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Design Methods: seeds of human futures

By John Chris Jones 1970, John Wiley and Sons, New York and Chichester
An introductory lecture for digital designers by Rhodes Hileman (c) 1998
Jones first became involved with design methods while working as an industrial designer for a manufacturer of large electrical products in Britain in the 1950s. He was frustrated with the superficiality of industrial design at the time and had become involved with ergonomics. ... When the results of his ergonomic studies of user behavior were not utilized by the firms designers, Jones set about studying the design process being used by the engineers. To his surprise, and to theirs, Jones analysis showed that the engineers had no way of incorporating rationally arrived at data early on in the design process when it was most needed. Jones then set to work redesigning the engineers design process itself so that intuition and rationality could co-exist, rather than one excluding the other. ...and this became a consistent thread throughout his work.
The era of Craft Evolution This wagon (figure 2.1) is a fine example of craft evolution, the first of the four eras identified. Before the Renaissance, the craftsman carried in his head a set of rules about the design of the tools of the day, which roughly described a useful artefact with invisible lines, which limited the dimensions and shapes of the parts in relation to the whole tool. Designs were slowly evolving in a li ving collective knowledge base, and few craftsmen made any major changes. Design was limited very closely to the neighborhood of the tried and true. As an example of the sketchy understanding of design which craftsmen had, Jones cites George S t u rt , a u t ho r o f Th e W he e l wri ght s S hop , wondering why the wheel on a wagon was dished. If you look closely at this picture, you will see that the hub of the wheel is recessed from the plane of the rim, so that all spokes reach slightly outward from hub to rim. Sturt the craftsman knows it has to be this way, but can not explain why. Many years later, as author, he hits on it: the gait of the horse imposes a side to side rhythmic swaying to the wagon; the wheel must be slightly dished to resist this force. He says, The nature of this knowledge should be noted. It was set out in no book. The era of Design by Drawing See Figure 2.2. an example of the second era. From the renaissance to the 1950s, design was generally done by individuals. A patron submittted a brief to a designer who produced a solution to the given problem by a method which is now dubbed the black box method. As the name suggests, the process of design itself was not visible to anyone but the designer, and sometimes he didnt really know how he discovered the solution himself. Nor could he always give you the rationale behind every choice made in the design. However, he could design something that was too big for a single craftsman to construct, like a ship or a cathedral, and in both these cases, he must have had some technical understanding of the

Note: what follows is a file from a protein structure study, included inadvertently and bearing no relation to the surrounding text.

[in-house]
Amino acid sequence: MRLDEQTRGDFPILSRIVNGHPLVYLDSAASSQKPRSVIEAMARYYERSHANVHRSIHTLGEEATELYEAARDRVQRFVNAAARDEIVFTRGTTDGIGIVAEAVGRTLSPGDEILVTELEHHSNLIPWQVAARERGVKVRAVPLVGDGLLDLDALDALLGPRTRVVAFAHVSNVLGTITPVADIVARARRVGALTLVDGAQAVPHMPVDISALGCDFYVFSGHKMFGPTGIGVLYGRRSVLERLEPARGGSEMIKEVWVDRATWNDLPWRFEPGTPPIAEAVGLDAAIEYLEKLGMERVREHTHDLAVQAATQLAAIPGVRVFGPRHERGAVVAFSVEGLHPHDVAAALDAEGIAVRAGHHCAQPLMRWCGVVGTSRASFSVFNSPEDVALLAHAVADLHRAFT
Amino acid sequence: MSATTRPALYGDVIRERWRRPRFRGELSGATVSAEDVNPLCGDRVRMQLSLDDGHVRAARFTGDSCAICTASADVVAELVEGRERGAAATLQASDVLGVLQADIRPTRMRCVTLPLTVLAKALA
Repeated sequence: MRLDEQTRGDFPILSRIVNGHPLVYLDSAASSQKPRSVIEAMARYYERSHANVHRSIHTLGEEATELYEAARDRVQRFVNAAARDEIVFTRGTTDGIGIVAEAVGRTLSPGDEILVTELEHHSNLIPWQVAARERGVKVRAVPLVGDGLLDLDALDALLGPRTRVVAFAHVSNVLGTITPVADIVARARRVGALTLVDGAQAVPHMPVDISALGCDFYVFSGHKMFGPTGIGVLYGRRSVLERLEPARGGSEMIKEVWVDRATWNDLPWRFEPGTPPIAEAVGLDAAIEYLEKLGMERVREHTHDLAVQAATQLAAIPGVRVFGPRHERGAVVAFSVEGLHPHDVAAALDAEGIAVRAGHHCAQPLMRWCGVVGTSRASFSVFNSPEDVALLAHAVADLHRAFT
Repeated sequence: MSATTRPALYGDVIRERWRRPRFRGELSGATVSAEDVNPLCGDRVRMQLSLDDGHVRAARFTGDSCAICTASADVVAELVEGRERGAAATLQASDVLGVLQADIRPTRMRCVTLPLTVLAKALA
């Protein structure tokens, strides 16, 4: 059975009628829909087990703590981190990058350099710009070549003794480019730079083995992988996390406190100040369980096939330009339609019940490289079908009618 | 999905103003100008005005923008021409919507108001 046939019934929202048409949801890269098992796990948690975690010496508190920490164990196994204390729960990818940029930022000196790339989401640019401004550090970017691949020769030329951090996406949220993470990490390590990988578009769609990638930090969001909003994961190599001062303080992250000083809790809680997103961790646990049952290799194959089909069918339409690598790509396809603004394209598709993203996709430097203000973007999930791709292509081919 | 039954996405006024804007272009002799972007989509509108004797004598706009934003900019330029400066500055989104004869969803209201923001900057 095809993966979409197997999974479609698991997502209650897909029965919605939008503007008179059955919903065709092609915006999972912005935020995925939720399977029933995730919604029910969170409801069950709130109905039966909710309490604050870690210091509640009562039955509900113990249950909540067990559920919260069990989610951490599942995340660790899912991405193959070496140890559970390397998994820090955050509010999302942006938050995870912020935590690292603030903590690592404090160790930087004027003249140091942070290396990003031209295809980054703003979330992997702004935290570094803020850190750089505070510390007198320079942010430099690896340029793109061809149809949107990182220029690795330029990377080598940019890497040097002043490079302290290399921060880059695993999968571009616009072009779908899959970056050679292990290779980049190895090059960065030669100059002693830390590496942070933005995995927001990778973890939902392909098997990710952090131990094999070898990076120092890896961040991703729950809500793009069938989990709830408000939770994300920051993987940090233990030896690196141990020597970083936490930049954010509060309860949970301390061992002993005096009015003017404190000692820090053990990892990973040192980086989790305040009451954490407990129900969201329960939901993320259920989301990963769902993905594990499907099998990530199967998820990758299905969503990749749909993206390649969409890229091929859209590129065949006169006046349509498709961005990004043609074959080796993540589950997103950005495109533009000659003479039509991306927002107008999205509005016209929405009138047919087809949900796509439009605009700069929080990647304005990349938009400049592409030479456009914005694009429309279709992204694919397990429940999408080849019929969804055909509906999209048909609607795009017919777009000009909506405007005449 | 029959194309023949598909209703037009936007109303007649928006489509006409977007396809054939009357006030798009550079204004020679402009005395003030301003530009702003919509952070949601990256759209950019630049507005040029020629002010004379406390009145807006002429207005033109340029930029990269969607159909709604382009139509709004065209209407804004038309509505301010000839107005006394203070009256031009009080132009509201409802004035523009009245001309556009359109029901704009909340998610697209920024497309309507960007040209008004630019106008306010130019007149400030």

Overview:
Take a look at the Table of Contents (pages v-vii). The book is divided into two parts. Part one gives a brief history of design, argues that new methods are needed for todays more complex realities, breaks down the design process into three stages, and shows us how to choose a design method for each stage. Part two consists of descriptive outlines, or recipes, for 35 design methods. These methods include: logical procedures data gathering procedures innovative procedures taxonomic procedures and evaluative procedures Reading part one gives you a grasp of the book. After that, the methods in part two are best read singly or a few at a time.

Context:
Now, flip past the prefaces and figures to the picture of a wagon. The context of the book can be given as a brief history of design. Jones relates this heritage in four eras.

forces involved. evolution.

This was a step past craft

group held annual conferences and published papers on design research. Architects, confronted with design efforts involving many designers and many stakeholders, were forced to study their methods to make them more open to scrutiny and input at all stages. Many of the design methods in use today have grown from their work. Product designers also had to respond to a wider array of factors. Driven by issues of environmental impact and social equity, as well as function and fas hi on, prod uct market s w ere dem andi ng changes. We had begun to raise our perspective to include a much larger picture, ranging from the designers internal processes all the way to planetary conditions. We were re-designing design, and by 1991 Jones wrote another book called Designing Designing. The present work, Design Methods, was a seminal book appearing early in this ferment in 1970. It is widely credited with stimulating fresh approaches to design and is still today a very useful work.

The era of System Designing The first steps to bringing the process of designing out of the black box and into the realm of conscious group effort occurred in the twentieth century, more or less as a result of the tremendous collective efforts required by World War Two. The first reports of systematic design in groups appear, in civilian life, in the 1950s. Methods which Jones identifies in this stage are brainstorming, synectics, re m o vi ng m e nt al b l o c ks , a nd A na l y si s o f Interconnected Decision Areas (AIDA). At this stage, design by drawing becomes a tool for solving a sub-problem, an element of a system which is too large for one person to complete. Examples of such systems are: a 747, a modern hospital, or a computer operating system. Do you see how this is progressing? Things are getting complicated. The era of Technological Change (or Socio-technical Innovation) The next, and present, era is characterized by its concern with a larger realm of factors, both in the market, and in the social, economic and ecological environment. We hear of test-marketing a concept, and the use of focus-groups, which inform the earliest stages of the design. More sophisticated approaches to the psychology of designing begin to find actual use by design teams. See Figure 2.1.1 Strategy Switching for an e x a m p l e o f a m od er n m e t h od of p rob l em exploration and design evaluation which permits spontaneous thinking to influence planned thinking, and vice-versa. This is one of many met hods whi ch allow multiple levels of intelligence to work together, sometimes called co-intelligence. Lets take some time to examine this method. The designers keep a log of thoughts that occur spontaneously which appear irrelevant to the design in process. Each thought is recorded in detail. When this material becomes substantial, it is periodically reviewed in parallel with the design in progress. If the patterns of the spontaneous thoughts contradict the design, decide either to ignore the thoughts or construct a new design strategy that more closely fits the pattern of thoughts. Repeat until the thoughts converge on the selected design. Stimulated by the emergence of such methods in England and North America, a Design Methods Group was founded in 1966 in Canada by Gary Moore, then an architecture student at UC B e r k e l e y, a n d M a r v i n M a n h e i m a t M I T. Throughout the late sixties and early seventies this